I won't bore you with why there's been silence on the blog front for ages, suffice to say that I've been too busy sitting and writing to sir down and write a blog.
But of course, running blogs, especially for Chi Runners, aren't about writing, not really; they're about learning. Running blogs for many runners don't just tell the stories of our runs; they're an opportunity for reflection; a means of taking time out to look back at what we've done and what we've learnt and a space to work out what we need to focus on, what challenges to seek next.
So it's with a sense of relief that I sit and write my first running blog in two months and so try to make some sense of it all.
The biggie since the last blog has been attending the first UK Chi Running Camp up in Perthshire. It's been 18 months since my first training session with Nick and the time was definitely right for lesson 2. I was really looking forward to focussing in on form and improving my running under the masterly tuition of Nick and a host of Chi runners from across the country. Added to this was the chance to link Yoga and running through working with Mark, who brings two of my favourite things together in happy union.
The location was superb, just outside Callander in beautiful Perthshire with green rolling hills, fine trees and beautiful scenery. Of course there's a reason why it's so green and lush. It rains a lot. But as our tour guide in Madeira said as the heavens opened on us again 'it's only water' and after running in the wind and rain of last winter, a bit of rain wasn't going to deter us.
Running and yoga - what a brilliant combination. I loved starting the day with Mark's early morning yoga session. It felt very special to get up before dawn (quite late this time of year!) and head to the lovely communal space which was quietly and gently lit. Slowly we opened up to the day ahead; what a great way to start the day. Mark advised that if we did nothing else, we should start each day with sun salutations. Ever since I've made sure that I do. I'm convinced that it makes an incredible difference all round, especially to my iffy hips. Working with Mark I was also able to get my Yoga moves much more accurate, and I learnt a lot about how to use my Yoga moves to improve my running. Another change has been that I now end every run with a Yoga sequence rather than a stretch with a much more mindful appreciation of the work done by my muscles and joints.
The running was great. I was a bit nervous that I'd picked up some bad habits since I last saw Nick and that everyone would be a better runner than me. But Chi Running is about being your own runner so it matters not a jot how you compare to others (though there is always something to learn from others). As I trotted off down the path to give Nick a chance to assess my form (feeling a bit like I was in a dressage competition!) I was delighted to find I automatically went through my Chi Running checklist, what a relief!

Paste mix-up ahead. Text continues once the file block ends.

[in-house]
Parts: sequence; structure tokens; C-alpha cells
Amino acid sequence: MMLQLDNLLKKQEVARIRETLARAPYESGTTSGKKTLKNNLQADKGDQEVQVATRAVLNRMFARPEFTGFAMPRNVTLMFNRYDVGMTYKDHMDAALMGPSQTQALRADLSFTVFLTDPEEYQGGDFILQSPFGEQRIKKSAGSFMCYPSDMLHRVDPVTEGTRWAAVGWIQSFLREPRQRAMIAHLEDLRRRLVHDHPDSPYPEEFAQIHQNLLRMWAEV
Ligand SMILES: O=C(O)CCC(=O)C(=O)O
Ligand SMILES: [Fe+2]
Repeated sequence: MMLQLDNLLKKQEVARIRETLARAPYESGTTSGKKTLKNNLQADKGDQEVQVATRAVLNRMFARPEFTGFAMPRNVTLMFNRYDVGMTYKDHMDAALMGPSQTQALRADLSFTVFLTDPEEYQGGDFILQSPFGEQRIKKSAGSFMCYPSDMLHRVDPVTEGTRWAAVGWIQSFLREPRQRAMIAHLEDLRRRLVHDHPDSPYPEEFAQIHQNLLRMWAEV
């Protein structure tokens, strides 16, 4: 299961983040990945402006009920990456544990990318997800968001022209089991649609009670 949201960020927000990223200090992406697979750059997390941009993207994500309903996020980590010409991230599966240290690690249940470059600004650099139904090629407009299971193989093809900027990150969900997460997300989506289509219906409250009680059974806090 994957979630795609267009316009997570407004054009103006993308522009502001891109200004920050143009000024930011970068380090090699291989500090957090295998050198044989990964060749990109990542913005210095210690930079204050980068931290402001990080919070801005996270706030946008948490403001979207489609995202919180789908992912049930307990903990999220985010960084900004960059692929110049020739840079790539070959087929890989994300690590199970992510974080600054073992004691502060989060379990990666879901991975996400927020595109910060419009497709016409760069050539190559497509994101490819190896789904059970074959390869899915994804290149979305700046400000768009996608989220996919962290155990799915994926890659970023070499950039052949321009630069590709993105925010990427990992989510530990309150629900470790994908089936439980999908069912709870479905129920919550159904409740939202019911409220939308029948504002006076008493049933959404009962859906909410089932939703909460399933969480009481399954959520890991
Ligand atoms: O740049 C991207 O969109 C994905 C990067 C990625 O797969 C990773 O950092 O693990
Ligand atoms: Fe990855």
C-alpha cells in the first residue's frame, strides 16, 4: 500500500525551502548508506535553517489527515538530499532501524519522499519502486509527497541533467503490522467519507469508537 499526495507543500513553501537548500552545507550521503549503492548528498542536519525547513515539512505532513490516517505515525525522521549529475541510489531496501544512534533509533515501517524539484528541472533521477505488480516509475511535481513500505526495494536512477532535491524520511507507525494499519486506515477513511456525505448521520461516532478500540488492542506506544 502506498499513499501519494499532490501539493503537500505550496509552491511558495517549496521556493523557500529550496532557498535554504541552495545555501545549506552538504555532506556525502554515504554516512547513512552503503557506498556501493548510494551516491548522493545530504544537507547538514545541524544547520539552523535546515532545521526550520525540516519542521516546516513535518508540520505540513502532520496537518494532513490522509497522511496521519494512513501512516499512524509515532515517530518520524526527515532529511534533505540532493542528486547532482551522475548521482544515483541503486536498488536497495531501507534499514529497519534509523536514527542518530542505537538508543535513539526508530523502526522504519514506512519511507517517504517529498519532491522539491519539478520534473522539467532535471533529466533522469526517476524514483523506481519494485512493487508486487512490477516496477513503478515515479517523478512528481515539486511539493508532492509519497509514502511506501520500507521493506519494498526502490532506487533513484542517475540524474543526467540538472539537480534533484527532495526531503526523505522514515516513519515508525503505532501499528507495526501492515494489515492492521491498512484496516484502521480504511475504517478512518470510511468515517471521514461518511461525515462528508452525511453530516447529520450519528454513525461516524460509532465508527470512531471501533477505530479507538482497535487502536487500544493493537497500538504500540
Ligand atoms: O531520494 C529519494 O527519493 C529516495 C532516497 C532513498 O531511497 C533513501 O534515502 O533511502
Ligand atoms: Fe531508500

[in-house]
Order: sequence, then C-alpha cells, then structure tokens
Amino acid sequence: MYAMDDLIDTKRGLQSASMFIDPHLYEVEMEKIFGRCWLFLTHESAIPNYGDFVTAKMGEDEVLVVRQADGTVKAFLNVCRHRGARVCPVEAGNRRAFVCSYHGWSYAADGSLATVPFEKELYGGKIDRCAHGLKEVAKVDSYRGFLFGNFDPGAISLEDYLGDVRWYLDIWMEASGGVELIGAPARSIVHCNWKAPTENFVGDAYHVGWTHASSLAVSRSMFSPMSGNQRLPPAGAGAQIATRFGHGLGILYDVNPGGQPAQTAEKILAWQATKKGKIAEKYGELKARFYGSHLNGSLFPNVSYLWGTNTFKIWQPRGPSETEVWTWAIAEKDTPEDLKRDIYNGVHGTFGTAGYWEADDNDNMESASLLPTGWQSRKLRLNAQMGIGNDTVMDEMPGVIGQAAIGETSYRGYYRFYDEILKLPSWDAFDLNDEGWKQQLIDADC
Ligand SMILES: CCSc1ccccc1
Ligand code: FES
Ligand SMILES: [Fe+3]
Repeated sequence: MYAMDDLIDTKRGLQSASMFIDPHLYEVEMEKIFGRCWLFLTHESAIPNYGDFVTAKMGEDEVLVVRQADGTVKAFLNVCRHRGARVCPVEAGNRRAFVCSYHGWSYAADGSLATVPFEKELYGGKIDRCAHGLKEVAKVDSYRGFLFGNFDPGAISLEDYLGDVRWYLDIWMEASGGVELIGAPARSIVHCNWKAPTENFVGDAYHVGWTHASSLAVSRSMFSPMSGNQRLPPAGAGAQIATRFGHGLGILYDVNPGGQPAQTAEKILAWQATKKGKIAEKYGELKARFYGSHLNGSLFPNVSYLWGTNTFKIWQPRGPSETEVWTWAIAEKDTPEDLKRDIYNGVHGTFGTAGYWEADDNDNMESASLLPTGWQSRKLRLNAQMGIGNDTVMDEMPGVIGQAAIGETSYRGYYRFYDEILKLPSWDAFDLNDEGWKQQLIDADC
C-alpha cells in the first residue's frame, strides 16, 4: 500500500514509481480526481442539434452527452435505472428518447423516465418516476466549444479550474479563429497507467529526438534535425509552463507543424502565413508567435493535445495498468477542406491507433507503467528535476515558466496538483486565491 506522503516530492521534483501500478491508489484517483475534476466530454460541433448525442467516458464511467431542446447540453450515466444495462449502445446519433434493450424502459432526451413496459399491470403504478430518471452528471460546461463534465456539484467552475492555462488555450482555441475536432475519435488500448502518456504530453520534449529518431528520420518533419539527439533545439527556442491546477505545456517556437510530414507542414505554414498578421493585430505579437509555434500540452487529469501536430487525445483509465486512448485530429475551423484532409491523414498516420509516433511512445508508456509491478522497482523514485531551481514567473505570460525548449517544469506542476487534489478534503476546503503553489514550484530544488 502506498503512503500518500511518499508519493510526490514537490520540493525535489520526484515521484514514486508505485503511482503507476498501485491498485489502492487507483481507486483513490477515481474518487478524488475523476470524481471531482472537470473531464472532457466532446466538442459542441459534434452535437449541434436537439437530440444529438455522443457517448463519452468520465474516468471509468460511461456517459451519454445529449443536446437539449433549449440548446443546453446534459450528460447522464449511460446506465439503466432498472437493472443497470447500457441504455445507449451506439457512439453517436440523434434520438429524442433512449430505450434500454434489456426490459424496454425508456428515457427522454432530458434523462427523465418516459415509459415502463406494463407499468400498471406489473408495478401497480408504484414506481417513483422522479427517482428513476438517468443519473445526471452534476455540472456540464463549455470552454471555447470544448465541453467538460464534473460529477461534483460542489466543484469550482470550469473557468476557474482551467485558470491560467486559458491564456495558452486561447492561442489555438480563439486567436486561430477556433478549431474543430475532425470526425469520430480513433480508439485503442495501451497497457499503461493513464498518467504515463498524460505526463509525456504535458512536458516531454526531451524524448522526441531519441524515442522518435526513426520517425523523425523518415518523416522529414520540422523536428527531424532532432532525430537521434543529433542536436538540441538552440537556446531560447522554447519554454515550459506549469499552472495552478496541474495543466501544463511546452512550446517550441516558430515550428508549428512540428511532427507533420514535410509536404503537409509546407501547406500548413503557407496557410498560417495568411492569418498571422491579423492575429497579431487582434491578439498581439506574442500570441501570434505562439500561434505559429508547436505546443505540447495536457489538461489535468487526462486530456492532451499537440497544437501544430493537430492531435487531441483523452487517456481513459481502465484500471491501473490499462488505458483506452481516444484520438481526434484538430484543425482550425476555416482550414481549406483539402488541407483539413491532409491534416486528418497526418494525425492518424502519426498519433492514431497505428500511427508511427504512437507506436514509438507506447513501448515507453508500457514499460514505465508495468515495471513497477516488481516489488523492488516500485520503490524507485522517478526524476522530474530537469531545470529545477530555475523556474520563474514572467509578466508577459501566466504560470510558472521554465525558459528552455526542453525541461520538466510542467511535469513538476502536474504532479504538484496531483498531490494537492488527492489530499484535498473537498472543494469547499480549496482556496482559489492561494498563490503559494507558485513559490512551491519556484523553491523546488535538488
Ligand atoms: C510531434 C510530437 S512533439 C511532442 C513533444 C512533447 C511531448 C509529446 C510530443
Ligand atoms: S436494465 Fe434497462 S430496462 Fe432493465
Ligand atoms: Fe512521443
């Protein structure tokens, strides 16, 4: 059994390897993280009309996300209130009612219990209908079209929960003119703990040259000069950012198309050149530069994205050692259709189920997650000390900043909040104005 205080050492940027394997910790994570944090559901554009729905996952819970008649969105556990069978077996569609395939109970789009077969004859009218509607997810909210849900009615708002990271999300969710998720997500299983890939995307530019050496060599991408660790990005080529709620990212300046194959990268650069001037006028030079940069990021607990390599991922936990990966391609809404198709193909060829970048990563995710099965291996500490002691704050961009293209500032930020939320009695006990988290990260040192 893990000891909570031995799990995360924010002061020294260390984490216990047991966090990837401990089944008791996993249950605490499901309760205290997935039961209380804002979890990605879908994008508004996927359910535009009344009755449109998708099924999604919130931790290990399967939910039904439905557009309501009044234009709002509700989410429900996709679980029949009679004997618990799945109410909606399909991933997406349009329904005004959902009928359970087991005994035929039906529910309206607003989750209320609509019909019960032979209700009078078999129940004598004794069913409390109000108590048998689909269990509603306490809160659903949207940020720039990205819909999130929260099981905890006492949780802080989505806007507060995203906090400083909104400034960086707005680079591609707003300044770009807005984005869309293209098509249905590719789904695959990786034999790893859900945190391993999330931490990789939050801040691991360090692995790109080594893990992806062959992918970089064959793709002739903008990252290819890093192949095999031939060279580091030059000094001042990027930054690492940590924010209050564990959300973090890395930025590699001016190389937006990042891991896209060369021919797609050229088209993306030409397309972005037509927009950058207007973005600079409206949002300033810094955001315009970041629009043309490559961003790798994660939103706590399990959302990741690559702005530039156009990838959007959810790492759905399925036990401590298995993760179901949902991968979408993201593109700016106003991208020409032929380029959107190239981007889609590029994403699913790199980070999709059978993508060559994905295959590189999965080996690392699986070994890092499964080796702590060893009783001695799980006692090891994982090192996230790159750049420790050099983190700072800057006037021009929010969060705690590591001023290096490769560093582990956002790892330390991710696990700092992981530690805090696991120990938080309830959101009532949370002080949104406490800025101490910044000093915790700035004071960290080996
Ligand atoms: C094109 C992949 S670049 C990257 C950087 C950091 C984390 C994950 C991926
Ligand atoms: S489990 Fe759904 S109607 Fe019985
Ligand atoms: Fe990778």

Nick pointed out that I was bending forward at the hip. We'd looked at this the night before when Nick ran us through the basics; it's quite a common fault. I needed to pull up and out of my hips a bit more. You can see from the photo below the sort of thing I mean by bending forward. I also got some great teaching on using my gears. Using a rope round my hips, Nick demonstrated how I just needed to lean into the different gears, so much easier than trying to explain in words! And I find I can remember that sense of leaning against the rope really clearly, it's imprinted in my muscles.
We trotted along quiet winding country roads, going through our paces, working on our form, using the gears. Jon, one of the trainee Chi instructors gave a master class on hills. I have the picture of Jon going up the hill in my head every time I set off up one and it works like a dream. Another Chi Instructor, Andrew, showed us how to change gears using our arms, it worked like magic. In the photo below, there's me changing gears - I'm the one in the pink waving her arms around. You basically bring your arms out in front of you in a swimming motion til you're reaching forward holding onto an imaginary beach ball (think Pilates). Don't mock, it works, though you get some odd looks at times. Having several Chi teachers gave an opportunity to see different teaching styles too which was great.
Sadly I could only stay for one day of the camp, but I learnt lots of important things and that day helped me make significant improvements to my running. On the first run after I got back, I focussed on pulling up and out of my hips. It felt amazing and I found that I could use the gears better and my hips felt pretty good after the run too. I need a few more of those as it's quite an ingrained habit I think.
There's something about Chi Running that works for me. I like the philosophy about energy and form and practice. I like the science of alignment and line. I like the fact that everyone of us has our own path to follow and that none of us know where that path is going to take us.
So a festival of learning and running transformation which has yet again led me to make permanent changes in how I run. If only everything in life worked as well! If you get the chance to try a Chi running workshop or camp, there's a growing body of great instructors running workshops across the UK. What's great is that they work together and support each other and learn from each other.
That feels much better! It's worked out well to have some distance between the doing and the reflecting, it's given me the opportunity to see what learning has actually stuck! Once again I'm impressed by the effectiveness of the Chi Running approach.
A final sentence to mark the departure of Nelson Mandela. What a privilege to have been on the earth during his life time. What a gift to have had him with us for 95 years. He set the bar for humankind very high, but we owe him to aim high. Farewell Mandiba.